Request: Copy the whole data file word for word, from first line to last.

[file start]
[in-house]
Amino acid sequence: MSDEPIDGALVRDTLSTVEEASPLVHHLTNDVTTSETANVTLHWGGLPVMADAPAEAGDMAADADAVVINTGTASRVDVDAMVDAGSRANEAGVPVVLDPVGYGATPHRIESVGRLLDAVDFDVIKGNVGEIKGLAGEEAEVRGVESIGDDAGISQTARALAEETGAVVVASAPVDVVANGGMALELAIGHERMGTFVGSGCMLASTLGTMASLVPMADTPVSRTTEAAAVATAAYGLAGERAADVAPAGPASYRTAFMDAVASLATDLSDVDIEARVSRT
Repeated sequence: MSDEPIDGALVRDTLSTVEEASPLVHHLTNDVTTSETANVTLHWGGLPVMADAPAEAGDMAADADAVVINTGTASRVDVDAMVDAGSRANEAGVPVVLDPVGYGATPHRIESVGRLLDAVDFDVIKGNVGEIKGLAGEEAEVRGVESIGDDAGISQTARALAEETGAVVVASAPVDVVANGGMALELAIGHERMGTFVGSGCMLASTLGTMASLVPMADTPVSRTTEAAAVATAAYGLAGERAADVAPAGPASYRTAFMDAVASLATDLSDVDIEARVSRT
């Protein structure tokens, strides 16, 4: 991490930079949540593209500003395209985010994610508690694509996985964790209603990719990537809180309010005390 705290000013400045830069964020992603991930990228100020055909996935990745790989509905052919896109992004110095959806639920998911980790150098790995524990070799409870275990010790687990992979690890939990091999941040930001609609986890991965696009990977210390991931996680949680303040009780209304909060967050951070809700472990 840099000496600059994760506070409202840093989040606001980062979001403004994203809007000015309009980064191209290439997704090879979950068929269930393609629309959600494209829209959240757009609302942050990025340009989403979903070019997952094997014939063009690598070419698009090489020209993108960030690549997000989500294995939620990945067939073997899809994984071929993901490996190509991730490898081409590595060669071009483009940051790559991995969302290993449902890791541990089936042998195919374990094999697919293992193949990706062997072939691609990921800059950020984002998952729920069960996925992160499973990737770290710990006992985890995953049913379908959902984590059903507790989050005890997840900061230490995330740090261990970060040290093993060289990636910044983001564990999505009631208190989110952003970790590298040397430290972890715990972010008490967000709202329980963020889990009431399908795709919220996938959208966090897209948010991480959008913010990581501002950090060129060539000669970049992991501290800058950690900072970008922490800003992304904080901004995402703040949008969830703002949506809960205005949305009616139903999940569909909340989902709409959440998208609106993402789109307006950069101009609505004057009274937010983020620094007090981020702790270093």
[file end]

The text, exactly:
[in-house]
Amino acid sequence: MSDEPIDGALVRDTLSTVEEASPLVHHLTNDVTTSETANVTLHWGGLPVMADAPAEAGDMAADADAVVINTGTASRVDVDAMVDAGSRANEAGVPVVLDPVGYGATPHRIESVGRLLDAVDFDVIKGNVGEIKGLAGEEAEVRGVESIGDDAGISQTARALAEETGAVVVASAPVDVVANGGMALELAIGHERMGTFVGSGCMLASTLGTMASLVPMADTPVSRTTEAAAVATAAYGLAGERAADVAPAGPASYRTAFMDAVASLATDLSDVDIEARVSRT
Repeated sequence: MSDEPIDGALVRDTLSTVEEASPLVHHLTNDVTTSETANVTLHWGGLPVMADAPAEAGDMAADADAVVINTGTASRVDVDAMVDAGSRANEAGVPVVLDPVGYGATPHRIESVGRLLDAVDFDVIKGNVGEIKGLAGEEAEVRGVESIGDDAGISQTARALAEETGAVVVASAPVDVVANGGMALELAIGHERMGTFVGSGCMLASTLGTMASLVPMADTPVSRTTEAAAVATAAYGLAGERAADVAPAGPASYRTAFMDAVASLATDLSDVDIEARVSRT
């Protein structure tokens, strides 16, 4: 991490930079949540593209500003395209985010994610508690694509996985964790209603990719990537809180309010005390 705290000013400045830069964020992603991930990228100020055909996935990745790989509905052919896109992004110095959806639920998911980790150098790995524990070799409870275990010790687990992979690890939990091999941040930001609609986890991965696009990977210390991931996680949680303040009780209304909060967050951070809700472990 840099000496600059994760506070409202840093989040606001980062979001403004994203809007000015309009980064191209290439997704090879979950068929269930393609629309959600494209829209959240757009609302942050990025340009989403979903070019997952094997014939063009690598070419698009090489020209993108960030690549997000989500294995939620990945067939073997899809994984071929993901490996190509991730490898081409590595060669071009483009940051790559991995969302290993449902890791541990089936042998195919374990094999697919293992193949990706062997072939691609990921800059950020984002998952729920069960996925992160499973990737770290710990006992985890995953049913379908959902984590059903507790989050005890997840900061230490995330740090261990970060040290093993060289990636910044983001564990999505009631208190989110952003970790590298040397430290972890715990972010008490967000709202329980963020889990009431399908795709919220996938959208966090897209948010991480959008913010990581501002950090060129060539000669970049992991501290800058950690900072970008922490800003992304904080901004995402703040949008969830703002949506809960205005949305009616139903999940569909909340989902709409959440998208609106993402789109307006950069101009609505004057009274937010983020620094007090981020702790270093």